Climate change and its consequences
Natural disasters are becoming more frequent and more severe
What is the impact of climate change on the risk?
Sea ice and glaciers are melting, and the sea level is rising, currently at an average rate of around 3 mm per year.
Higher temperatures result in greater evaporation, which adds to the energy content in the atmosphere. The probabilities for individual meteorological parameters and weather patterns are changing – something that is especially relevant from a risk perspective.
If weather extremes become more frequent and/or more intense, losses will increase unless specific mitigation measures are implemented. These could include structural engineering measures or more stringent land-use regulations.
There is scientific evidence for the influence of climate change on severe thunderstorms with hail in North America and Europe, on wildfires in California, and on heatwaves and droughts.
In recent years, tropical storms (called hurricanes, typhoons or cyclones depending on the region where they occur) have been accompanied by increasingly extreme precipitation. There are also indications that the proportion of especially severe storms is rising.
Individual loss events cannot be attributed to climate change alone. However, the analysis of long-term trends in meteorological data, in conjunction with underwriting and socio-economic data, provides important information on the changing risks emanating from weather hazards.
Climate change and greenhouse gases – a simplified explanation of a complex process
Decisive action required
The insurance industry is directly affected by the consequences of climate change. Weather extremes result in higher levels of damage to buildings and infrastructure, as well as in crop shortfalls in agriculture. Essentially, there are two main challenges:
Firstly, the crucial question to be answered is whether and how risks in insurance and investment are changing. The next step would then be to develop loss mitigation solutions in the form of risk transfer through insurance and portfolio management for investments.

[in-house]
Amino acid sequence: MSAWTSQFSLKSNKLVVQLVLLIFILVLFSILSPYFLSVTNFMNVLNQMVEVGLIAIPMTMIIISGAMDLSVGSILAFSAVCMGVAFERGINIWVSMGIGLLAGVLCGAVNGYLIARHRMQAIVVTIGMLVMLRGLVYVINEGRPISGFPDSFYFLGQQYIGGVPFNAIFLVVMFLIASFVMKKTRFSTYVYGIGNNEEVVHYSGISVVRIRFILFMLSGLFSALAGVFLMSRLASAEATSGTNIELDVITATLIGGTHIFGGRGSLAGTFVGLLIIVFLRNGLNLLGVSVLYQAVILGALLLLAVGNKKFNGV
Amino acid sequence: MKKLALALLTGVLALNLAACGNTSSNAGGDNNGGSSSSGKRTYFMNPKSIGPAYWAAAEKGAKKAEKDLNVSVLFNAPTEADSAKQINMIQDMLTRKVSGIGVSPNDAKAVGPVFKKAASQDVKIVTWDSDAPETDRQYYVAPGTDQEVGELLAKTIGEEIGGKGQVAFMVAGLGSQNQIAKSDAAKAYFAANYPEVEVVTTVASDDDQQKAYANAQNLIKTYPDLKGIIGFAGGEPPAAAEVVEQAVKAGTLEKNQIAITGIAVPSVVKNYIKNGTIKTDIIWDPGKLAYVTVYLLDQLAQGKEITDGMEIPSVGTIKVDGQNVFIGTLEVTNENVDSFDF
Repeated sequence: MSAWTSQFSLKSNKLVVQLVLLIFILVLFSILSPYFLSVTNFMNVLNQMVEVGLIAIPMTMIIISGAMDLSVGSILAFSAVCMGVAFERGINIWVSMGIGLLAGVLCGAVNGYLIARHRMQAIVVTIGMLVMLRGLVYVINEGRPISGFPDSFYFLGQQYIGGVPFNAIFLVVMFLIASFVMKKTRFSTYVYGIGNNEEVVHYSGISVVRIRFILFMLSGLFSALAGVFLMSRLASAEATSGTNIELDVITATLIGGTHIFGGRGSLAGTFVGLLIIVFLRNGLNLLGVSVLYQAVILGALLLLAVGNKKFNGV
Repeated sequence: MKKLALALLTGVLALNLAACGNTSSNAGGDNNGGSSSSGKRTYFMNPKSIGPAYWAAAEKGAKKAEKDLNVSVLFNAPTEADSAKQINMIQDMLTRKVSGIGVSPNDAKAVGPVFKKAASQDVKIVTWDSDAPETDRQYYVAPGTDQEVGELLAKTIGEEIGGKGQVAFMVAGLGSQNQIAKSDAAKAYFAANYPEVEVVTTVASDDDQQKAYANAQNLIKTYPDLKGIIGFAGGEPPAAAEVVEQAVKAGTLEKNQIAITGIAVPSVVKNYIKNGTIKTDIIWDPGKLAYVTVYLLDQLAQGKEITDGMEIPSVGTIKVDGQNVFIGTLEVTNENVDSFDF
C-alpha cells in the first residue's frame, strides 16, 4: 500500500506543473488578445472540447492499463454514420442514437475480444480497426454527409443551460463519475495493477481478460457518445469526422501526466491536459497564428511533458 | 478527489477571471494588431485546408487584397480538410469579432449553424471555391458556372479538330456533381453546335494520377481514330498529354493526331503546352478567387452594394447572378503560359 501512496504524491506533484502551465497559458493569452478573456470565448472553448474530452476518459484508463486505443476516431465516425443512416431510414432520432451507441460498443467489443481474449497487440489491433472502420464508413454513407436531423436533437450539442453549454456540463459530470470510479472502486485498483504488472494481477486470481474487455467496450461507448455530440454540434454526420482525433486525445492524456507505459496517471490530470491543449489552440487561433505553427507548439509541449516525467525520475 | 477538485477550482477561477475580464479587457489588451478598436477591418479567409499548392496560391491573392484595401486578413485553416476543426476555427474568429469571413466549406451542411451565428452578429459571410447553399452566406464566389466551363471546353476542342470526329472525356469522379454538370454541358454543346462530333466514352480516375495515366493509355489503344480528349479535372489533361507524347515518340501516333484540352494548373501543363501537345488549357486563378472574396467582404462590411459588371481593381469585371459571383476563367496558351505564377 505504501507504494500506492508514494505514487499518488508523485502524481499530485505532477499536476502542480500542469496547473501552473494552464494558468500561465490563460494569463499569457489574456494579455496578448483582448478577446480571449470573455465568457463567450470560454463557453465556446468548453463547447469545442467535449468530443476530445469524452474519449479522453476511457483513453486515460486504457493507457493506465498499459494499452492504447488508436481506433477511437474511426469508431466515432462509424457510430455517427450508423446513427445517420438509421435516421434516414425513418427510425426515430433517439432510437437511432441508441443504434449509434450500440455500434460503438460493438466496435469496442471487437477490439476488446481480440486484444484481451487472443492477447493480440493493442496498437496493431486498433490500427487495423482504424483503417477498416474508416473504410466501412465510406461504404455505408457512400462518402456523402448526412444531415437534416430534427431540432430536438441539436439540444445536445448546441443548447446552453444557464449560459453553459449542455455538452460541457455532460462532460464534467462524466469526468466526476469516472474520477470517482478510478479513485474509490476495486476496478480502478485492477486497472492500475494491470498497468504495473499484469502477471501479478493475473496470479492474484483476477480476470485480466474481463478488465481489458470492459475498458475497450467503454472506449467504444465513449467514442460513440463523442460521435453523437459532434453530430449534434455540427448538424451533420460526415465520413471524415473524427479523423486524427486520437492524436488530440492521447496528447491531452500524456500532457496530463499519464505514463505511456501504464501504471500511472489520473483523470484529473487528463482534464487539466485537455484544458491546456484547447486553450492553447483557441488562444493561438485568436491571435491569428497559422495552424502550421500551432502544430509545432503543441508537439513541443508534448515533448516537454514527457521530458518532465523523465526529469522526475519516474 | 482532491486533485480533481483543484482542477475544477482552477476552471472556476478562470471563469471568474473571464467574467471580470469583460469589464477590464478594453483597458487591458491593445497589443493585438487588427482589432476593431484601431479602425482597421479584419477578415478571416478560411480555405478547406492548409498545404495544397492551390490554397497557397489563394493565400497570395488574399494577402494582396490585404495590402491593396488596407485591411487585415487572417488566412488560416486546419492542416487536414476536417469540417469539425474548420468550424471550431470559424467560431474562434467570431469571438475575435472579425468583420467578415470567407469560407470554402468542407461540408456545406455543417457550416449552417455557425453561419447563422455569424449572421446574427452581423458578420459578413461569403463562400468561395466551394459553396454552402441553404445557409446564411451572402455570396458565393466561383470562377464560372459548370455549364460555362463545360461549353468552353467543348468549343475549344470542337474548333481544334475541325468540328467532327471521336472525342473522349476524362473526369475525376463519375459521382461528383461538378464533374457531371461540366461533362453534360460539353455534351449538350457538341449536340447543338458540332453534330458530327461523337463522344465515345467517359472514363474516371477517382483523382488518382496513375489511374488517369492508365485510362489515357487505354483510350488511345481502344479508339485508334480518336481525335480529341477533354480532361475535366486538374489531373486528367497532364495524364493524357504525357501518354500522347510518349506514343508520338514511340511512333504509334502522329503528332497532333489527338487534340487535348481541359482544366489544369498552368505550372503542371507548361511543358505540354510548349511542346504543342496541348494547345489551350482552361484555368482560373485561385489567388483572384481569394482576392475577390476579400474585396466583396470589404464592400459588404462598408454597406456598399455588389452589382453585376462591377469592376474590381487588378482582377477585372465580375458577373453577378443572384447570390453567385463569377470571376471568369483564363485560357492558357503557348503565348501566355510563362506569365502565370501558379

The importance of the Paris climate targets in the fight against climate change
Climate change makes decisive action absolutely essential in order to limit global warming to significantly below 2 °C, and if at all possible to 1.5°C, compared with the pre-industrial global temperature level. This is also the goal of the international community and was thus enshrined in the Paris Agreement in 2015, under the auspices of the United Nations, in order to limit the negative impact of climate change. In many regions, increased warming of the atmosphere and oceans has serious consequences for the environment and society: stronger storms, droughts, floods, seal-level rise. Besides direct physical damage from natural disasters, these in turn also lead to long-term impacts on agriculture and species diversity.
Projections from scientific climate models indicate that warming of 1.5 degrees will be reached or even exceeded in this decade or the next if no effective measures are taken to reduce greenhouse gas emissions.
The last nine years were the nine warmest ever. And this despite the fact that the last three years (2020-2022) were characterised by a so-called La Niña phase – of the natural ENSO climate oscillation – which tends to have a cooling effect on global temperature. As the opposite effect – a so-called El Niño phase – is now expected for 2023, temperatures could now turn out be noticeably higher again.
Curbing climate change
New technologies in the fields of power generation, transport, energy storage and industrial production are needed to limit global warming. The focus for us therefore is on devising insurance solutions for these technologies in order to facilitate their market entry.